Sorry Windows users, Boot Camp is never coming to Apple silicon Macs
Sorry, Windows users, Boot Camp is never coming to Apple silicon Macs
As Apple continues its transition to Arm-based Macs, Boot Camp, the utility that lets you install and run Windows on a Mac, is not part of the company’s plans.
“These new Macs use Apple’s own processors and are not based on Intel architecture,” an Apple spokesperson told Macworld. “As a result, Boot Camp is not available on these Macs.”
This news shouldn’t come as a surprise to anyone who’s been paying attention to Apple’s moves over the last few years. The company has been steering users away from Boot Camp for a while now, first by making it harder to find in macOS Mojave, and then by removing support for Windows 10’s November 2019 update.
But for anyone who was holding out hope that Apple might change its mind, this statement from the company puts an end to that.
What this means for Windows users
If you need to run Windows on a new M1 Mac, your only option is to do so using virtualization software like Parallels Desktop or VMware Fusion. (We have a hands-on preview of Parallels Desktop for Arm-based Macs.)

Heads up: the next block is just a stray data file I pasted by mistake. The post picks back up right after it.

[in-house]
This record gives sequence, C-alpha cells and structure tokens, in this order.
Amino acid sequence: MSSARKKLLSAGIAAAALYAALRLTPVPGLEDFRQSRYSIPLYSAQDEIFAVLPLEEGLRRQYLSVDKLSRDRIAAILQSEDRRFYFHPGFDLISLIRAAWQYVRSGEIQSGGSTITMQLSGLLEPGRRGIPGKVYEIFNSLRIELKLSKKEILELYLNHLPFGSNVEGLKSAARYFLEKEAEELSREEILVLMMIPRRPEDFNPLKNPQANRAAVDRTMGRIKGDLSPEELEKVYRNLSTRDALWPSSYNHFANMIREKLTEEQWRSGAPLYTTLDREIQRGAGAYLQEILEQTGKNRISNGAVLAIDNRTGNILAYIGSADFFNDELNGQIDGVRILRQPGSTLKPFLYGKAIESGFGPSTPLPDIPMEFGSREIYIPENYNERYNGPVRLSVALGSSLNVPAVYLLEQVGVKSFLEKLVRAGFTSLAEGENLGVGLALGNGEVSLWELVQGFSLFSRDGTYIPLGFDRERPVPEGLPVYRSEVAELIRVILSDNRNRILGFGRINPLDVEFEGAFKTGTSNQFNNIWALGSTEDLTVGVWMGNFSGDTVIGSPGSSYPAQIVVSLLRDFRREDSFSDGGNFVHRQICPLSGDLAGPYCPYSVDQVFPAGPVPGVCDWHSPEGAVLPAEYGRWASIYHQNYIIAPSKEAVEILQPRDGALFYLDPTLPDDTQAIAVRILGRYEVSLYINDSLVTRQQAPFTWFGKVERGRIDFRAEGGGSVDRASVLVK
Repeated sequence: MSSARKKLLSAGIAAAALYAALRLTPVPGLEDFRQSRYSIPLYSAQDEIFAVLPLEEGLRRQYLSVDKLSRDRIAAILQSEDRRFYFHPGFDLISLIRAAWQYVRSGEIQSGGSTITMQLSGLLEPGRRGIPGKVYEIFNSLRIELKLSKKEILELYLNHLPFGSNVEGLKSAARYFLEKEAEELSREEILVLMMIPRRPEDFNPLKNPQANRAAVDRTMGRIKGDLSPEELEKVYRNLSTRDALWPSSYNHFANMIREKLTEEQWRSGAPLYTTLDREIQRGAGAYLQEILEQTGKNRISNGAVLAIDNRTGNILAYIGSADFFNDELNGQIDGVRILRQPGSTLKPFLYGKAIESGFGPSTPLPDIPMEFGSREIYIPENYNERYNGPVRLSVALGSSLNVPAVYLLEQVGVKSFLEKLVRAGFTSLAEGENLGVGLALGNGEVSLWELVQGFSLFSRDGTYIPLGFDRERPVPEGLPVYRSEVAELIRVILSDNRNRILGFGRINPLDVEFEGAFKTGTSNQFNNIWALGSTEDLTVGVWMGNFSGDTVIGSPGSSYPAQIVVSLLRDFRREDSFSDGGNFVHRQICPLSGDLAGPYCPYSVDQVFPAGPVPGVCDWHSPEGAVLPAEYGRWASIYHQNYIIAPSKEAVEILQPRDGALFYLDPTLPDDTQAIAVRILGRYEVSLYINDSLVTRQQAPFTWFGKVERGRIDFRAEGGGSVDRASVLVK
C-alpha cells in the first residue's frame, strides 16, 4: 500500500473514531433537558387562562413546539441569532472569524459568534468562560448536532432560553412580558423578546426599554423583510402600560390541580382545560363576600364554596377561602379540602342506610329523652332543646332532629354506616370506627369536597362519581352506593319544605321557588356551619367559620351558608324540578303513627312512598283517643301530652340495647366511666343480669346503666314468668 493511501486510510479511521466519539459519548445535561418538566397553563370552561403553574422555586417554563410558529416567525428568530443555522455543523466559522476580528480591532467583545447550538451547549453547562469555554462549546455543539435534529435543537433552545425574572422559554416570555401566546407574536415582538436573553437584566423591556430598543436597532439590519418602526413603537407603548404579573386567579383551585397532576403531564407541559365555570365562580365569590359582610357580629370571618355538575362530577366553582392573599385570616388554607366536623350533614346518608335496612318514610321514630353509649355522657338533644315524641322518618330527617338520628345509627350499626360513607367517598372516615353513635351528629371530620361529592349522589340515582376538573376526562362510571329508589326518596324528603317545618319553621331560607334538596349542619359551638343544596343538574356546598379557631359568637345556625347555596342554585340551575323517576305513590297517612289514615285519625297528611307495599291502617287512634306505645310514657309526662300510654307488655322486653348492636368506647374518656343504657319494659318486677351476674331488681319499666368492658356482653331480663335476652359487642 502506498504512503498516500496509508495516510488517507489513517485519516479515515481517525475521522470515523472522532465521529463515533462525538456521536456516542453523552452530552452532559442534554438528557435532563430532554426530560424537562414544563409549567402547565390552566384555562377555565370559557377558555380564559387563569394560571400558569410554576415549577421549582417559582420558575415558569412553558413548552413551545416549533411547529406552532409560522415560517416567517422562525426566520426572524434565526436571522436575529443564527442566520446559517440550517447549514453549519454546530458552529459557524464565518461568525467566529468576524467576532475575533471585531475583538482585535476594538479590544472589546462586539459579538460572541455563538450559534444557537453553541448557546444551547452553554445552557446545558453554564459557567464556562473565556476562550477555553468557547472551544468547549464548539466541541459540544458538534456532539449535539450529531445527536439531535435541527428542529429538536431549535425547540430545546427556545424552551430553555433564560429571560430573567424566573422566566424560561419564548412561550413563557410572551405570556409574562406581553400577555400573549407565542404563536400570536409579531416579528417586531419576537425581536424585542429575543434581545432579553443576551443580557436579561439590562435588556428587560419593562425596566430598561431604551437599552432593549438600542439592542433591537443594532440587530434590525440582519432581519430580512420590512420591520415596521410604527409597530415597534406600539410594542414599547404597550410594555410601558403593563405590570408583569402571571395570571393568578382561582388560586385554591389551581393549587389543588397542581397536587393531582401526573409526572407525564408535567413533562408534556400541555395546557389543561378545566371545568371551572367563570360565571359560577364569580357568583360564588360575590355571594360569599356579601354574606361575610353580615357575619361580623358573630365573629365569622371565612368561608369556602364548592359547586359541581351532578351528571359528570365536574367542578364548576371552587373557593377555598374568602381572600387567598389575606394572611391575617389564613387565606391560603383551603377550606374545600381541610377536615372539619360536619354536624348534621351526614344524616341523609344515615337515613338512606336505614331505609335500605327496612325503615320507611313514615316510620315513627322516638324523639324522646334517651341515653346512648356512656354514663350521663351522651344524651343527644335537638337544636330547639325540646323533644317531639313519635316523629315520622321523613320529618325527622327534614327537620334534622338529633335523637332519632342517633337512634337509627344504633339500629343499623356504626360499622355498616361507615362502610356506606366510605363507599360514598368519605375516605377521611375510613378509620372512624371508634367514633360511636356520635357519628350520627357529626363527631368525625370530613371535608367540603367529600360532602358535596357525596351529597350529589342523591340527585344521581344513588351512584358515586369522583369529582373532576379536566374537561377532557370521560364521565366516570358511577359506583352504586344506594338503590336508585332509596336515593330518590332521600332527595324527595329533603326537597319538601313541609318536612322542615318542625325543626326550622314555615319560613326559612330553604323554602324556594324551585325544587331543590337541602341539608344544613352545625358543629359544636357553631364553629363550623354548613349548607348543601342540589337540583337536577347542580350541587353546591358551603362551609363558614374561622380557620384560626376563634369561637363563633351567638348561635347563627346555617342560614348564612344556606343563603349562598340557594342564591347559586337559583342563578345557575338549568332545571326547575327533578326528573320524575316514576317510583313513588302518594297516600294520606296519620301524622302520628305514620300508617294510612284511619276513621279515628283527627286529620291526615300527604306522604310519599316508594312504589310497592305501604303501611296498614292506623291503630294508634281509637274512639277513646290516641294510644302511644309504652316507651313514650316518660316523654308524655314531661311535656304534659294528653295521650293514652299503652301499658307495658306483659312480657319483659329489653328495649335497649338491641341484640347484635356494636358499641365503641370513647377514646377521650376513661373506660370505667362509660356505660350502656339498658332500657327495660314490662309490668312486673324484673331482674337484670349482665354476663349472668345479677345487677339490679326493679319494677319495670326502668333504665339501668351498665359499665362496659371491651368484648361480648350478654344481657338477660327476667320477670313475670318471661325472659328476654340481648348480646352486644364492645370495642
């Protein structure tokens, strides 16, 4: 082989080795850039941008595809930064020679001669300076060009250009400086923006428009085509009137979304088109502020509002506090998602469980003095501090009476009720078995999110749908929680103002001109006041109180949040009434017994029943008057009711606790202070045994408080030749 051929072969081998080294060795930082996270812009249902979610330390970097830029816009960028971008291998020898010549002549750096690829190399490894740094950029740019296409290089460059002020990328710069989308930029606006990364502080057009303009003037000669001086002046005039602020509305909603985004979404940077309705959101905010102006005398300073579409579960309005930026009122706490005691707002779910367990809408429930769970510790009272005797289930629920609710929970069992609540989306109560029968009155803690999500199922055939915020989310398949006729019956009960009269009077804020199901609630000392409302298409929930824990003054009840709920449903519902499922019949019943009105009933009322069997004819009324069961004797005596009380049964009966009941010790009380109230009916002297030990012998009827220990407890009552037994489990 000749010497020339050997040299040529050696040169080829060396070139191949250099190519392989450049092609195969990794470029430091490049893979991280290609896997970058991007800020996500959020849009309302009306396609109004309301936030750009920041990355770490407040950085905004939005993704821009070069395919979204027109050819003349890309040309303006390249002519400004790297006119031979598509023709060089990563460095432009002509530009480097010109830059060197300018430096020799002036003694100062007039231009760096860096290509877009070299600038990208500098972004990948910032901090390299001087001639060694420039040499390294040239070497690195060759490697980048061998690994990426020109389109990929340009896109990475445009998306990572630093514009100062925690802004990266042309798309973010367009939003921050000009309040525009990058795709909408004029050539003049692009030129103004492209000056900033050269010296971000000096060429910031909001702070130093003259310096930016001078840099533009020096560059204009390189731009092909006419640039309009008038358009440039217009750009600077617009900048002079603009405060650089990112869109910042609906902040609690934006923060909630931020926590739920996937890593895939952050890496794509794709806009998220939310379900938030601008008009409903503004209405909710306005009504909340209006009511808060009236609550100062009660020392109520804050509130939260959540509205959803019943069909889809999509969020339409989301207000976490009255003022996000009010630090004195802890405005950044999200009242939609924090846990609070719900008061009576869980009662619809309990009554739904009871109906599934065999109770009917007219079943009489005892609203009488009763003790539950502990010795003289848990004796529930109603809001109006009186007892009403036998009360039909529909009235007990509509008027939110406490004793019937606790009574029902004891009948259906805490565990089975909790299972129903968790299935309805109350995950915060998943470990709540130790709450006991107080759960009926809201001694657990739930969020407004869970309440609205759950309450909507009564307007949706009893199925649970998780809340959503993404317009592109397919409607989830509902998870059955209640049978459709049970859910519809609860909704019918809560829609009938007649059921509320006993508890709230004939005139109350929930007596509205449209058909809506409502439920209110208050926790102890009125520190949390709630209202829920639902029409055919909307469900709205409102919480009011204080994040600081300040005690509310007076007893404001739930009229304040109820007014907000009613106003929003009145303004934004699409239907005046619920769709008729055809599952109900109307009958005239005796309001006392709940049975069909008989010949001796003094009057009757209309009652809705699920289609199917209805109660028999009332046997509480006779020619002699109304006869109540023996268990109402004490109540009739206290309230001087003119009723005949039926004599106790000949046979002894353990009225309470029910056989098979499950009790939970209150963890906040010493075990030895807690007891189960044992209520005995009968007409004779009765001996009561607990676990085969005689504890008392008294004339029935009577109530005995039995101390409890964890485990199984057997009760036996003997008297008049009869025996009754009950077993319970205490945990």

Both of these programs have been updated to support Apple’s new hardware, and they both offer a similar experience to running Windows on a Mac using Boot Camp. The main difference is that, with virtualization software, you can run Windows and macOS side-by-side, without having to reboot your Mac to switch between the two operating systems.
There are a few downsides to using Windows on a Mac this way, however. First, it’s more expensive than using Boot Camp, as you’ll need to purchase both a copy of Windows and a copy of the virtualization software. (Parallels Desktop costs $80 for a new license, or $50 for an upgrade from an earlier version; VMware Fusion starts at $130.)
Second, running Windows in a virtual machine will be slower than running it natively using Boot Camp, due to the overhead of the virtualization software. And finally, you won’t be able to take full advantage of the Mac’s hardware when running Windows in a virtual machine.
For example, if you have an M1 Mac with an external display connected, you won’t be able to use the Mac’s built-in display as a second monitor for Windows. And if you have a Mac with a Touch Bar, you won’t be able to use it in Windows at all.
The good news is that both Parallels Desktop and VMware Fusion offer a number of features that make running Windows on a Mac a more seamless experience, such as the ability to share files and clipboard content between the two operating systems, and support for Mac-specific features like Touch ID and Siri.
So if you need to run Windows on an M1 Mac, virtualization is currently your only option. And while it’s not as fast or as seamless as using Boot Camp, it’s not a bad way to go.